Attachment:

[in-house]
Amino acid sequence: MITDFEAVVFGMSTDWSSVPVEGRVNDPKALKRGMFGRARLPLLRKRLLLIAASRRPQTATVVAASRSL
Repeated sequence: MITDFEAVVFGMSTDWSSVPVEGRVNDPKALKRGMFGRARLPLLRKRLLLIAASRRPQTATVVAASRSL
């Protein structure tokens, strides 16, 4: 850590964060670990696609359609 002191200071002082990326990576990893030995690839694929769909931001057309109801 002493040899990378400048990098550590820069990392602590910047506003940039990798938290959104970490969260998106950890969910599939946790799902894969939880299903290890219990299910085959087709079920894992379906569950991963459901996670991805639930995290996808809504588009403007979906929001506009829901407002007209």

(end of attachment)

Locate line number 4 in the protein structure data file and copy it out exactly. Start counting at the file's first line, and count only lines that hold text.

């Protein structure tokens, strides 16, 4: 850590964060670990696609359609 002191200071002082990326990576990893030995690839694929769909931001057309109801 002493040899990378400048990098550590820069990392602590910047506003940039990798938290959104970490969260998106950890969910599939946790799902894969939880299903290890219990299910085959087709079920894992379906569950991963459901996670991805639930995290996808809504588009403007979906929001506009829901407002007209």